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The pointless sequel to Witchblade: Demon returns – and finally, after two issues with the same song and murder, we get an original issue with an opening that instantly captivated me. This is the best part of the mini-series so far and makes the series feel impactful rather than just a pointless filler.
In this issue, written as always by Ande Parks, a demon with a score to settle with Witchblade bearer Sara Pezzini heads back to hell in the most traumatizing way possible for a young boy… while wearing a priest’s outfit (I swear it’s not as dirty as it sounds). Meanwhile, Sara must survive her own hell as a demonic high-priest killed by a previous Witchblade bearer prepares to kill Sara’s daughter Hope!
The opening with our “member of the clothe” instantly drew my attention – after a drawn-out conversation between a young boy and his father which added nothing to the comic. The conversation between the boy and the demon was what riveted me since the demon’s dialogue is creepy, tinged with some dark humor. But what’s really laughable is that this demon walks into a crowded subway station covered in the blood from the old lady he killed last issue, and no one even bats an eyelash. Even the boy, old enough to want violent video games, buys it when the demon says it’s just “raspberry sauce.” This moment is so nonsensical it has me chuckling right before the gore hits the page and brings me back to a grim (but awesome) reality.
The sequence with Sara is also filled with blood and carnage and leads to a satisfying cliffhanger surrounded by mysteries that I can’t wait to be fulfilled in the next and final issue. Kidnapping Sara’s daughter provides great motivation for the character and suspense, even if the idea has obviously been used before (a.k.a. Artifacts). The shocking thing is I expect Hope to be 100% O.K. and then something shocking happens that you need to see to believe. The only thing ruining this suspenseful moment is the high-priest ready to slice Hope up. He repeats everything he says, a quirk that quickly gets annoying.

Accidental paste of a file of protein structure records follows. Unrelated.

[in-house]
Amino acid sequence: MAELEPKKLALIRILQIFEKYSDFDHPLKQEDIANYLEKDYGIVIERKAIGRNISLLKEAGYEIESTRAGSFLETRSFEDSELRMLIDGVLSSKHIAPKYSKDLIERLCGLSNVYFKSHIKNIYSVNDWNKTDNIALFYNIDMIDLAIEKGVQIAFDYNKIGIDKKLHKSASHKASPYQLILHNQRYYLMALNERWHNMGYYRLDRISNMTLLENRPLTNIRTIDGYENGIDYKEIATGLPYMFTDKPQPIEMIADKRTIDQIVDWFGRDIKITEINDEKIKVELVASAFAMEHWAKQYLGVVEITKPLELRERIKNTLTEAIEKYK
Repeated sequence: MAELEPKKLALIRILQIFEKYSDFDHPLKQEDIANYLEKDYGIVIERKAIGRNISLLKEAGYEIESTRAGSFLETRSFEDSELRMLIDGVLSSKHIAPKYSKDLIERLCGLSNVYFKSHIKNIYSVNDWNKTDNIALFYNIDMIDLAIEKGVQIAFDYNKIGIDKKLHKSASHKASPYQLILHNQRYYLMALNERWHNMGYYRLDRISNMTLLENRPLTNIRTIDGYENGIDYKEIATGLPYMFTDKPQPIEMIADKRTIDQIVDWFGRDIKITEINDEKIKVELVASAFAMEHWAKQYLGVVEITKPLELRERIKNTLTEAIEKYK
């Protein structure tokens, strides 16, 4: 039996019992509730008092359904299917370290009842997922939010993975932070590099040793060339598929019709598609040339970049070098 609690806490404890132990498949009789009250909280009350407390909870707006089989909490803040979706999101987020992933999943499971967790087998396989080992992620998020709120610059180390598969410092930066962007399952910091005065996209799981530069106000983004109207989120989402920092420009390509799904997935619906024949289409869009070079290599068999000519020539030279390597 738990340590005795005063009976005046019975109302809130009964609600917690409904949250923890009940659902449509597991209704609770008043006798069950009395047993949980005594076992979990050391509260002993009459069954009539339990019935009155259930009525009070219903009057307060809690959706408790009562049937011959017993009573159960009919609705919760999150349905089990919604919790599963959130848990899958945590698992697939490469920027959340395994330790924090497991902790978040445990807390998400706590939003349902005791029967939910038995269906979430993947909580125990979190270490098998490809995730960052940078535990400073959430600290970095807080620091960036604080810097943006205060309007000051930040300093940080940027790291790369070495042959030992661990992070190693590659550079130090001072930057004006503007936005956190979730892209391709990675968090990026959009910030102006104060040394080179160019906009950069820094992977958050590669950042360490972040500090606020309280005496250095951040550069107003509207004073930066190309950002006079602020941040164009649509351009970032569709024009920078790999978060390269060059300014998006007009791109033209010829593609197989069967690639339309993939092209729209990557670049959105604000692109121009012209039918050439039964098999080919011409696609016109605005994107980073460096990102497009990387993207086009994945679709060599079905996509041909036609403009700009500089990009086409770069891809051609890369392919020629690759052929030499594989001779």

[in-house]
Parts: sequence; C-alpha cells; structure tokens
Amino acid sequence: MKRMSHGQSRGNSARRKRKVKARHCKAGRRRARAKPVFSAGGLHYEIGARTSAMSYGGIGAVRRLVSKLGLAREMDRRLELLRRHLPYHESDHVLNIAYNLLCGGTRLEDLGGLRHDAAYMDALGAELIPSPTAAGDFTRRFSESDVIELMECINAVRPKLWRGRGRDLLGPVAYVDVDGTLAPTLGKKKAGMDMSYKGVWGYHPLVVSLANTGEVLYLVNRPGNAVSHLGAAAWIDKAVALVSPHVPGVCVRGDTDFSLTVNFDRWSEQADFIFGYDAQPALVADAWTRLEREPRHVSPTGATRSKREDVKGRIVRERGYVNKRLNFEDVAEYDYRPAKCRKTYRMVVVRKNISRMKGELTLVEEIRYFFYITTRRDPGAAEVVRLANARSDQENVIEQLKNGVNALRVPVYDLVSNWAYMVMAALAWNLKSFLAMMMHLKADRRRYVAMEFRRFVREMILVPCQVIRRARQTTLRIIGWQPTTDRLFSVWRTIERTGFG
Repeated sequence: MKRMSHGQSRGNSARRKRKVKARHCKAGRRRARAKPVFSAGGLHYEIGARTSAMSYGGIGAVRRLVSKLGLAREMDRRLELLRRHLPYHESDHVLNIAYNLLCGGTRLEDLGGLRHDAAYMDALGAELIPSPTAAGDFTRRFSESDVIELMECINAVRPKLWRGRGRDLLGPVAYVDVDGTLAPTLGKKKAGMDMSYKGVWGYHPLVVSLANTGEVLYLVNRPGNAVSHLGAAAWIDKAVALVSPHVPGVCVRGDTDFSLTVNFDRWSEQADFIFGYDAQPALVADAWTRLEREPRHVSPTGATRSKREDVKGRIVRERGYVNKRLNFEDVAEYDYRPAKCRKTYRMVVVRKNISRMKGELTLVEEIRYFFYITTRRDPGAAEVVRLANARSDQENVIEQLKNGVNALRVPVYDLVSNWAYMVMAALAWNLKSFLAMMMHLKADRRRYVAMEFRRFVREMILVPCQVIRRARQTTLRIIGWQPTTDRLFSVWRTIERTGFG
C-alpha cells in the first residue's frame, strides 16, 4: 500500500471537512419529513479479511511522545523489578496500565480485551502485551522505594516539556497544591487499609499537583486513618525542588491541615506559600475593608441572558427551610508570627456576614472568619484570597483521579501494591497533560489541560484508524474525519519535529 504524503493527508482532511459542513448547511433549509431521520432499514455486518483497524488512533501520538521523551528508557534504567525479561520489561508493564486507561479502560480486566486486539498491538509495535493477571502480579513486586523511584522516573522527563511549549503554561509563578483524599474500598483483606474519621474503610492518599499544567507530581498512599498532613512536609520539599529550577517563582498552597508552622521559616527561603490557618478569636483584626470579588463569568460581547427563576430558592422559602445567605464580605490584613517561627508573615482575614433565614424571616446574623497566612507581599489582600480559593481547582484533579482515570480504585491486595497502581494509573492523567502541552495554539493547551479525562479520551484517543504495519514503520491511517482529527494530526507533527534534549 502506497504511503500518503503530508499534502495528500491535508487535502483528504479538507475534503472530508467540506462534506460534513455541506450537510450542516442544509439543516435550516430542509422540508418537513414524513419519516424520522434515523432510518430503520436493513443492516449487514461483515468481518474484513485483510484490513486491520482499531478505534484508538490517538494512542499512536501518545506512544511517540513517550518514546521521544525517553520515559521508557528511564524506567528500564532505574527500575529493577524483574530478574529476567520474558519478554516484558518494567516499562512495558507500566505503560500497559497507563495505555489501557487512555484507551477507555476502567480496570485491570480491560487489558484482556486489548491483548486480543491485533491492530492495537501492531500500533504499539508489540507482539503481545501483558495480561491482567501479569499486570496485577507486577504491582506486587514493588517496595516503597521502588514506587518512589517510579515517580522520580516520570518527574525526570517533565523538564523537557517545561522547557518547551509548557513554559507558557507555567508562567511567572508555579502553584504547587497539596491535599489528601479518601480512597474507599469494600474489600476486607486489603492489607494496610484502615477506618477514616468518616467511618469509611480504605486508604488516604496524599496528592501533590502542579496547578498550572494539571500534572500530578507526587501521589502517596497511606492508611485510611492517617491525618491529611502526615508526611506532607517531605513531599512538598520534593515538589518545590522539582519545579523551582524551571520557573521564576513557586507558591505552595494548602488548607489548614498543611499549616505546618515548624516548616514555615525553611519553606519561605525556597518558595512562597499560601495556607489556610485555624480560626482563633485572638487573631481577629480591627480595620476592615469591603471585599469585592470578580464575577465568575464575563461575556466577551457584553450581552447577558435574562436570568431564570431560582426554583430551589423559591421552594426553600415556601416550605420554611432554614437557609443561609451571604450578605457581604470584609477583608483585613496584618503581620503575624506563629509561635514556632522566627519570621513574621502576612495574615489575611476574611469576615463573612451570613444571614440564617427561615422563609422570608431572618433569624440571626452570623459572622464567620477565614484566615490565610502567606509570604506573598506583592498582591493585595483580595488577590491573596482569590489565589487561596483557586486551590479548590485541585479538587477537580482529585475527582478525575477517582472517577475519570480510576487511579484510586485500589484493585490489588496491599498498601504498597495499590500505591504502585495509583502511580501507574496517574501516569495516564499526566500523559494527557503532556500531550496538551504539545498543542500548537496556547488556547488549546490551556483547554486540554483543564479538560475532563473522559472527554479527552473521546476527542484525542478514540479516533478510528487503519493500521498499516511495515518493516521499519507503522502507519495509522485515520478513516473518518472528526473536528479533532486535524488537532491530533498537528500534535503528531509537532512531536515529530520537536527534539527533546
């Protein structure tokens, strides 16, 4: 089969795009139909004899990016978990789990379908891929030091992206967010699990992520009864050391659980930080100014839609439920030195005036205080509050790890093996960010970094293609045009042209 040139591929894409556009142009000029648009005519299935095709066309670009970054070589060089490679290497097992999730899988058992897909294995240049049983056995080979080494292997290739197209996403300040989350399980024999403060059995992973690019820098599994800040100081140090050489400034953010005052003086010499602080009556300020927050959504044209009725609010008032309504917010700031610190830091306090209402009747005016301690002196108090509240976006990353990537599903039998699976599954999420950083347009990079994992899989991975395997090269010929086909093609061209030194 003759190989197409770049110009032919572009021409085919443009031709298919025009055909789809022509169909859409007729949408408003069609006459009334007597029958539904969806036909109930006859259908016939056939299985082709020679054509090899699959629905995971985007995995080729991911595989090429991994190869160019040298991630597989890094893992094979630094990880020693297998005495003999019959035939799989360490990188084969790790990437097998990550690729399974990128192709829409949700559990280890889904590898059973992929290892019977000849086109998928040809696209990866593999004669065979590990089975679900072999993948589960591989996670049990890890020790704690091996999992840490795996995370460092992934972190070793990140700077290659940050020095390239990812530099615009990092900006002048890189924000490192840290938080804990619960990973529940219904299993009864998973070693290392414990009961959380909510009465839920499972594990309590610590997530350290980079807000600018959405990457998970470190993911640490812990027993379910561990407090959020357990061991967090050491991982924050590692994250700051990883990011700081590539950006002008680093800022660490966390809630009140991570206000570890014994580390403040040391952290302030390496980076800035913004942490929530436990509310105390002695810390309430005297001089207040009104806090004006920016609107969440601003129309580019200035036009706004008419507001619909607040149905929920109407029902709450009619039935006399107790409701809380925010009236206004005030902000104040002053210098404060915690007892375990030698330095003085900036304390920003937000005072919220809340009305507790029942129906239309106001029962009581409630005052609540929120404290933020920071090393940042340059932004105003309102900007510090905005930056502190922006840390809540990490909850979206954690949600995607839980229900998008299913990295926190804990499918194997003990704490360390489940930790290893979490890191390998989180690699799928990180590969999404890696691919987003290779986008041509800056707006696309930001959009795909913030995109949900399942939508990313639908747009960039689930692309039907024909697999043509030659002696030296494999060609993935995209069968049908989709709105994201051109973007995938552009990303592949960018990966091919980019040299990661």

There was a big focus in penciler Jose Luis artwork on blood during this issue, which has more detail put into it than the backgrounds, which continue to be bare. Vinicuis Andrade, whose colors I always feel the need to critique in this mini-series, continue to be calming in some inappropriate scenes, but I do like the effective transition of calming colors in Sara’s living room transitioning into reds as she arrives in hell. But during her big fight she seems to be in a void of reds and blues that could have been used to make an effective demonic environment. The characters also continue to look very sketched with some overshadowed cheeks, necks and foreheads. But the style, while amateurish, continues to grow on me every issue.
This mini-series no longer feels like a re-run of Law & Order: SVU thanks to this issue. All this bloodshed, shocks and discomforting chuckles make for great moments, but looking back not a lot happens in this story. We see a gory death in the beginning that seems unnecessary and nonsensical, and Sara is in as bad a situation as she was before making no progress either forward or backward against the main enemy of the comic who, for the first time in this four issue mini-series, she hasn’t fought. Is this a bad thing? Not when I’m enjoying all that bloodshed, shocks and discomforting chuckles! Because of this major cliffhanger ending with a lot of mystery piling up, this issue is the first that starts feeling like it could have an impact on the Witchblade universe and isn’t just a skippable filler. And even if it turns out to be just filler (which it probably will be), the carnage and humor enjoyed in this issue shouldn’t be missed by Witchblade fans – even if some headshaking will be had at what’s going on if you have not read the two previous issues.